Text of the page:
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The 2004–2005 MetLife Survey of the American Teacher found that new teachers consider engaging and working with parents as their greatest challenge and the area they were least prepared to manage during their 1st year.
Julia Johnson Rothenberg and Peter McDermott, professors at the Sage Colleges School of Education, write:
Given the ambivalence of many schools toward parent engagement, it is vital that novice teachers develop the ability to work with families while being mentored during their teacher preparation programs. Our interest in parents' involvement in their children's education began during our study of good teachers in urban schools. We had identified teachers who consistently provided best practices and noticed that working with parents was the area they consistently found disagreeable and in fact, avoided. They told us that as children progressed through the elementary grades, their parents became progressively less involved and more negative. We wondered if parents shared these views.
We formed a parent focus group and found that parents overwhelmingly expressed distrust toward the local elementary school because they felt the faculty has been biased against African American and Latino children and their families. Consequently, the parents said they deliberately decided not to participate in school activities. Parents explained they would only work with teachers who respected and valued their children.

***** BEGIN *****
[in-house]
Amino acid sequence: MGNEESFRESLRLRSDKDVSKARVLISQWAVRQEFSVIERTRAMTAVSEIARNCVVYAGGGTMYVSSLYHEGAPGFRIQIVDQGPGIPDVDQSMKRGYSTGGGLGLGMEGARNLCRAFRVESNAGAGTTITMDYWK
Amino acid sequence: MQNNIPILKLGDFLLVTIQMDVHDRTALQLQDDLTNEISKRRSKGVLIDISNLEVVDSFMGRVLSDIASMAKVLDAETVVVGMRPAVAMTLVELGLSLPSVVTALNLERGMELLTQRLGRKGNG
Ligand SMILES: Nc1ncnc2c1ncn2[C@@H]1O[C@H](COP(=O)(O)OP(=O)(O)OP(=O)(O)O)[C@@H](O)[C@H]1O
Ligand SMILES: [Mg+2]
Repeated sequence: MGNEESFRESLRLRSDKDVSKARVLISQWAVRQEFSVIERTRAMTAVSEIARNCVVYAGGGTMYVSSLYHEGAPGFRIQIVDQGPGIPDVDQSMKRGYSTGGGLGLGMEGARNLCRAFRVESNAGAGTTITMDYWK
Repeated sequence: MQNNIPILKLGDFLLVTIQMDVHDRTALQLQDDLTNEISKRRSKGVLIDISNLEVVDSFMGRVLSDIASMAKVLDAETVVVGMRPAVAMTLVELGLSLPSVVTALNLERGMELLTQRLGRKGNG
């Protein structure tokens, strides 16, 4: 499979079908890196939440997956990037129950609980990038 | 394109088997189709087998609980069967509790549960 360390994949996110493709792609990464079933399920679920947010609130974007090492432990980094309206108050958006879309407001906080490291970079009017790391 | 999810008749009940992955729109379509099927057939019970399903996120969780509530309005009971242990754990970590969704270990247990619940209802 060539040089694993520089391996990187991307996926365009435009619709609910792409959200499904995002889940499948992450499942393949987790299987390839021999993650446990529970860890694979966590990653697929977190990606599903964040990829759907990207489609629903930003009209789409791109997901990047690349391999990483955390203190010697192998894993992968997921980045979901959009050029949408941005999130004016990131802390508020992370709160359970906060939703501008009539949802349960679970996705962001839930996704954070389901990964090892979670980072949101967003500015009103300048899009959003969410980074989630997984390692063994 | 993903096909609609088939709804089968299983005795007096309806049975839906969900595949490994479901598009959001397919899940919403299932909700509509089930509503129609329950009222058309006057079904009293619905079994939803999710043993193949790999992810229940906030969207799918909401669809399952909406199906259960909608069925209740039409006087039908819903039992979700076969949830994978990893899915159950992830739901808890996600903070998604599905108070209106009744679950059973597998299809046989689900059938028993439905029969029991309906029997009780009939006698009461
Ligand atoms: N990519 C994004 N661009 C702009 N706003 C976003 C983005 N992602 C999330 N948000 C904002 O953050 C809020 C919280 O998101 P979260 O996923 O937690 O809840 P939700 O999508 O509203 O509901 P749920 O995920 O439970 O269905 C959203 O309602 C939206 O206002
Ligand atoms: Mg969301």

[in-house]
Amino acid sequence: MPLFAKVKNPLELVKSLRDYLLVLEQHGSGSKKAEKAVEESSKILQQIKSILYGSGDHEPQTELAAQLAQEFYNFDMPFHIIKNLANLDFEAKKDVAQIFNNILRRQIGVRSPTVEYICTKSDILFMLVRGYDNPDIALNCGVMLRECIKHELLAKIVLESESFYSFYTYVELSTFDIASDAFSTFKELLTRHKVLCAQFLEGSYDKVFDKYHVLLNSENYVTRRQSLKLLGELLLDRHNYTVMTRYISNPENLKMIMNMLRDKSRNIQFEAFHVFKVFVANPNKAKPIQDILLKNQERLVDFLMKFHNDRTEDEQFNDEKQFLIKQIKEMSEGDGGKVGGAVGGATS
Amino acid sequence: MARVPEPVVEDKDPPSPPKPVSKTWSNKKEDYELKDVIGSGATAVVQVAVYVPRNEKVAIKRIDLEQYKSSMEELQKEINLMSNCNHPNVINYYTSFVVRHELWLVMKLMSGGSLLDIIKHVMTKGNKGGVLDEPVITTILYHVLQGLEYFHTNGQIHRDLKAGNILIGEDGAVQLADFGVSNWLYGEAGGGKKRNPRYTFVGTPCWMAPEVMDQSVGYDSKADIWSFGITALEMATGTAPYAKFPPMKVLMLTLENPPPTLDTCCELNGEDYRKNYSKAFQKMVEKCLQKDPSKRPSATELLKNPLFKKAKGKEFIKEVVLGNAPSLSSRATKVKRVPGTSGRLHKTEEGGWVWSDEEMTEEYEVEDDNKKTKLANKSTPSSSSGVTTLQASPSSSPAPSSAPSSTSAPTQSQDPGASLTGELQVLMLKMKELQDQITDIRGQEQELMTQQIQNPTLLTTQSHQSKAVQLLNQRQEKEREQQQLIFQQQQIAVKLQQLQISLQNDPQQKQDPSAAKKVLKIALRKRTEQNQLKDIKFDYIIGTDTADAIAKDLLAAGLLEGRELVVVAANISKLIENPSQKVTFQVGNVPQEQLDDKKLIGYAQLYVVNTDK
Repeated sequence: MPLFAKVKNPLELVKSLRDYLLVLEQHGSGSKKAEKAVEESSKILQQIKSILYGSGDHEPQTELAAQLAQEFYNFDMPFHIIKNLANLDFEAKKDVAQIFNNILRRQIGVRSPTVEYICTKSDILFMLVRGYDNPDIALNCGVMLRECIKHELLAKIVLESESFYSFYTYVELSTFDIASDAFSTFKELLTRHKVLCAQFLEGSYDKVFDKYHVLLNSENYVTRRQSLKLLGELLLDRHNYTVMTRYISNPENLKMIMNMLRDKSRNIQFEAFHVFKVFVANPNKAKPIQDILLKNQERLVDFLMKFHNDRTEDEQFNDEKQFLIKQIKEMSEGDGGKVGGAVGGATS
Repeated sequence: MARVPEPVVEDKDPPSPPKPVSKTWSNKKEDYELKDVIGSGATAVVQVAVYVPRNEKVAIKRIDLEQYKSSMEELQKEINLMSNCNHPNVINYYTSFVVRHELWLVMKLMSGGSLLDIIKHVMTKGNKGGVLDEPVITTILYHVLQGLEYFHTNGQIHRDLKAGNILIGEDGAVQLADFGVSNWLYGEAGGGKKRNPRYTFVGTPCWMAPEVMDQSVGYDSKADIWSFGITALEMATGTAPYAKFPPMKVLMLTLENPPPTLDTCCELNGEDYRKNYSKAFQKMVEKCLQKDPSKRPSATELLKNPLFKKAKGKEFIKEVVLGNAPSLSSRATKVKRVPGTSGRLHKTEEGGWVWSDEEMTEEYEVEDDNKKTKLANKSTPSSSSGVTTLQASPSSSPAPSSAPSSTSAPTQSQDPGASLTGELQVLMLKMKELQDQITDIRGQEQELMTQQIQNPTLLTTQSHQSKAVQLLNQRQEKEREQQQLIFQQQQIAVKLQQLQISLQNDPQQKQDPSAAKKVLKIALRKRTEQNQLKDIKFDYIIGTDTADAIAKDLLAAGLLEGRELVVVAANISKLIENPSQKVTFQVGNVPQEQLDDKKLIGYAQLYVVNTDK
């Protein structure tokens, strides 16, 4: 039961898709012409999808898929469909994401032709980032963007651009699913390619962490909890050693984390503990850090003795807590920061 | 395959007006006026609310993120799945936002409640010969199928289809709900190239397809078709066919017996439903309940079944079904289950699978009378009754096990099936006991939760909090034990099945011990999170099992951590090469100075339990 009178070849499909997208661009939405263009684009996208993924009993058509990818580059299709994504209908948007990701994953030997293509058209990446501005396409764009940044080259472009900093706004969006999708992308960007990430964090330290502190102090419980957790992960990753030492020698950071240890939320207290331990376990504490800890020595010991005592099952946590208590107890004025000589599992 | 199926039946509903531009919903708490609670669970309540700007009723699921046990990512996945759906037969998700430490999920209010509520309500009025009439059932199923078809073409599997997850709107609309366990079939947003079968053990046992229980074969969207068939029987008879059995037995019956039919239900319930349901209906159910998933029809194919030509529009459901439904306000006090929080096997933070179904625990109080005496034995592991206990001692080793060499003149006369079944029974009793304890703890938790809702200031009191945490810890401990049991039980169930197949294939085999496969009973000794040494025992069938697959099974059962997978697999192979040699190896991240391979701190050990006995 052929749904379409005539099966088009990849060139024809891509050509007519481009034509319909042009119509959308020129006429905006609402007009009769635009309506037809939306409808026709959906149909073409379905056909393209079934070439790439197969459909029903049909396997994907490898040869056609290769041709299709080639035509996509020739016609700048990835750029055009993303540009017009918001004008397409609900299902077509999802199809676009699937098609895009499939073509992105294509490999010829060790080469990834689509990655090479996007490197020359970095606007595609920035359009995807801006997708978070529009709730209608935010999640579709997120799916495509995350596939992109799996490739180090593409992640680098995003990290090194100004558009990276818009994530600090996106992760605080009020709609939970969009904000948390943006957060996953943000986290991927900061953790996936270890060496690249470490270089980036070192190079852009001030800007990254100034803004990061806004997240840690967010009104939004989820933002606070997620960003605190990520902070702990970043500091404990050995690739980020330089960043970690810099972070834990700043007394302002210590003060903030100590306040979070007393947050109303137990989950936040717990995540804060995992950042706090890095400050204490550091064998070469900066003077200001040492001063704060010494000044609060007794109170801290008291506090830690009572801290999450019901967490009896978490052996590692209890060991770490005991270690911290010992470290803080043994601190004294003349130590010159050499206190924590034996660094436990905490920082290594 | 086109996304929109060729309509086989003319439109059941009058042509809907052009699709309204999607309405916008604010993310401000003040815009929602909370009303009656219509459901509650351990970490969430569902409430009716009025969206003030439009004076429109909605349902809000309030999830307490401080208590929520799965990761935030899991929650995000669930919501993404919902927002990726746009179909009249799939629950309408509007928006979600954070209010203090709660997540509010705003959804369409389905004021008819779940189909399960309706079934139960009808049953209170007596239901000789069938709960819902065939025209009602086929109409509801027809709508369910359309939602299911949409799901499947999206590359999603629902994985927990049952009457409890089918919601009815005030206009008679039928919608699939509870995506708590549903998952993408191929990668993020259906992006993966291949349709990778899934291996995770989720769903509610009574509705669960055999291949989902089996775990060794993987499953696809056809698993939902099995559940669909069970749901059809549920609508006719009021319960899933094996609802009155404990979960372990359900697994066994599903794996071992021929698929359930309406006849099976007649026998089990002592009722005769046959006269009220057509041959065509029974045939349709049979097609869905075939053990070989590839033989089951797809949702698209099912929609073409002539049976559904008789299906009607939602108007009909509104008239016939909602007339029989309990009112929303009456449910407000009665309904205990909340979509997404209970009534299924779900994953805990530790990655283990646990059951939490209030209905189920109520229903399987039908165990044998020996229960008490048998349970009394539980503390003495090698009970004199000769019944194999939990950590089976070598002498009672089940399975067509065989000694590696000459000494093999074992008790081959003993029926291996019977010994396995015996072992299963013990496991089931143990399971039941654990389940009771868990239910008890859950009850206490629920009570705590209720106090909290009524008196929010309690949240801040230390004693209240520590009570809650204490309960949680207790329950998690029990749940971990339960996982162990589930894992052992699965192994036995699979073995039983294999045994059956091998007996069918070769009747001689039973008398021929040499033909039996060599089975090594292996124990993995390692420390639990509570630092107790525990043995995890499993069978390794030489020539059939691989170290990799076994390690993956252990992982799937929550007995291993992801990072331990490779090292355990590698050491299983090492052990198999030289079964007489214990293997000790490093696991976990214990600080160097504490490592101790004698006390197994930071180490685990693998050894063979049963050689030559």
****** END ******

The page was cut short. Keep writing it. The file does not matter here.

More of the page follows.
We soon began to implement strategies in our course work to help novice teachers in working with parents. We have found that in order for novice teachers to implement strategies in their classrooms, they must do so before they have their own classes. So we built several parent components into their 125 hours of required practica. Assignments included meeting with the parents of their practica students, routinely beginning conferences with positive news about the children, attending an event within the neighborhoods of their students (something rarely done by local public school teachers), interviewing parents for their views about goals and dreams for their children, finding (or using available) translators, and developing a regular newsletter for parents. Our novice teachers simply accepted these as assignments, and usually enjoyed doing them.
Supervising teachers often found these assignments an annoyance, telling our novice teachers they would be unsuccessful and would only stir up trouble. In fact, parents were very receptive, especially to newsletters and visits to the neighborhood. The novice teachers also found these contacts to be enjoyable and productive for the children. We found that novice teachers became far more appreciative of children's home cultures, which we had also found by having our novice teachers work in the neighborhood projects. Insights included surprising areas of parental support and the astounding thought that the ability to speak two languages was a positive factor for children, rather than always a limitation for new immigrants. As one student said, “Foreign exchange students are praised for attempting English, but Central American or Puerto Rican immigrants are said to have limited language.”